CALCIUM AND OXALATE IN TEMBEC MAPLE BCTMP LINE

Authors

J. X. Zhang1,3, E. Yu1, Y. Ni1, Y. Zhou2 and D. Joliette2

Organisations and addresses

1Limerick Pulp and Paper Research and Education Centre, University of New Brunswick, Fredericton, NB, E36 6L4  Canada
2High Yield Pulping Division, Tembec, Temiscaming, Quebec, Canada
3Now at: Forestry and Forest Product Research Centre, CSIR, P.O. Box 17001, Congella, Durban, South Africa 4013

email

jxzhang@csir.co.za

Keywords

BCTMP, mechanical pulp, fiber, refining, bleaching, hydrogen peroxide, oxalate, calcium, scale, deposit, CaC2O4 crystal, extraction, chelation, precursor

ABSTRACT

The Tembec maple BCTMP line is an integrated process of refining, washing, and two-stage peroxide bleaching. The analysis of the scale samples located at the Tembec disc-filter shower and reject press showed that circulating process water in the closed water systems caused calcium oxalate deposits. SEM analysis revealed that the deposit at the disc-filter shower imaged polygon facade, which is a characteristic of calcium oxalate monohydrate (COM), while that at reject press was a mixture of COM and COD (calcium oxalate dihydrate).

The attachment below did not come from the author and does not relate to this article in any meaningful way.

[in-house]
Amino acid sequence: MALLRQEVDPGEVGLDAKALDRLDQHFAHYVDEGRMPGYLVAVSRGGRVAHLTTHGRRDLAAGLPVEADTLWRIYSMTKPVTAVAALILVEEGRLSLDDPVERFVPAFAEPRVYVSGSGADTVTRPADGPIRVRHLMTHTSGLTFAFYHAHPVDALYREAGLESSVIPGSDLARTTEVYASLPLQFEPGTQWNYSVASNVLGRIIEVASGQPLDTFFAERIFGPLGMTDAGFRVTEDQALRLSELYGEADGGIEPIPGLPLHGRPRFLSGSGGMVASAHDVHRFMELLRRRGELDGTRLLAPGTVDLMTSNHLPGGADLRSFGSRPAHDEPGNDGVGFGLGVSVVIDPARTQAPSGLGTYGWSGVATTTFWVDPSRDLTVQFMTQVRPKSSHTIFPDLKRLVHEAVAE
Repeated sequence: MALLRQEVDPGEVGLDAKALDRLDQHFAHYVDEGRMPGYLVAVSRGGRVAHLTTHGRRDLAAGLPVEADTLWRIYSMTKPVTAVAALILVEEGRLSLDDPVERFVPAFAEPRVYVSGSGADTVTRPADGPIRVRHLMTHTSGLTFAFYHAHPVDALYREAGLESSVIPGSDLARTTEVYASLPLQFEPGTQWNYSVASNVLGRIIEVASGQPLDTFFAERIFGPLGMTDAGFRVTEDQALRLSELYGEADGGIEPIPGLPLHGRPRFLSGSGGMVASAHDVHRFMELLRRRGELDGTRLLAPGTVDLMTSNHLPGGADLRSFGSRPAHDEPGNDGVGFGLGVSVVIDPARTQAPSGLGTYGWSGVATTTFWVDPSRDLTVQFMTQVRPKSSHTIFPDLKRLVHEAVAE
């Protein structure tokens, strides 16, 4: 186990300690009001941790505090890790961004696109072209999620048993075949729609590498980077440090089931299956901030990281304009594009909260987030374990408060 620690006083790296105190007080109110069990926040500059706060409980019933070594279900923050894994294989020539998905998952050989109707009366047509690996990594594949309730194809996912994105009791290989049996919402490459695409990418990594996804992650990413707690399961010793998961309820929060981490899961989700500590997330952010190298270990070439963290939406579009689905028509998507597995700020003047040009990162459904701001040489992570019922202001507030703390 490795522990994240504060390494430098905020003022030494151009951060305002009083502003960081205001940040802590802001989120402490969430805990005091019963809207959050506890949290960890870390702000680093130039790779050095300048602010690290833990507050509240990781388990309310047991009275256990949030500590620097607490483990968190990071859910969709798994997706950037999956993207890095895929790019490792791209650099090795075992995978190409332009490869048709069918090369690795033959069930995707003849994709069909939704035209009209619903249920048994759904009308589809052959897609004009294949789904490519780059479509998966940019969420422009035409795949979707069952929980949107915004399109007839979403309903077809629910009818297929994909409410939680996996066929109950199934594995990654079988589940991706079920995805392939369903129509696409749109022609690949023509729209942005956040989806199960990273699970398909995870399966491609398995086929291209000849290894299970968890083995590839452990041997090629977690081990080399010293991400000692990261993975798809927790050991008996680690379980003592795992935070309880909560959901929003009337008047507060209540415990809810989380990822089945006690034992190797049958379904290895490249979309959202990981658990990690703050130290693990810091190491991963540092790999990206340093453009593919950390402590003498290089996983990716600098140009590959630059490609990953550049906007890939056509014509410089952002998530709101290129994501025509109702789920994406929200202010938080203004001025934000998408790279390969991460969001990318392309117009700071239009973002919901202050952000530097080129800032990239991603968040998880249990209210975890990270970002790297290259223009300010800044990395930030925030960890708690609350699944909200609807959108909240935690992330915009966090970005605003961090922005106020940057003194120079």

There are three sources of oxalate in the Tembec BCTMP line, i.e. wood, refining and bleaching. The results of this work show that wood and refining contributed only a small amount of oxalate (about 0.4 and 0.2 kg/T pulp, respectively). However, a significant amount of oxalate, about 2 kg/T pulp, was formed during peroxide bleaching. For unbleached maple pulp, extractions of hot water and benzene alcohol were able to remove most of the oxalate. The oxalate was presumably precipitated and physically adsorbed in the fibres. After the alkaline-hydrogen peroxide bleaching under the same conditions as used in Tembec, the amount of newly formed oxalate from the sample without extraction was found to be about the same as that extracted by hot water and benzene alcohol respectively. This suggests that oxalate precursors (OP) were present in the pulp, and formed oxalate when attacked by hydrogen peroxide during the bleaching. On the other hand, calcium was found to firmly attach onto the fibres because less than 30% of the calcium ions were able to be removed by either benzene-alcohol or hot-water, while about 90% of the calcium ions were able to be removed by super chelation. During hydrogen peroxide bleaching, the oxalate formation occurs due to the attack of OOH- on the end groups of lignin and hemicelluloses. Accordingly, structures and equilibrium were proposed as following: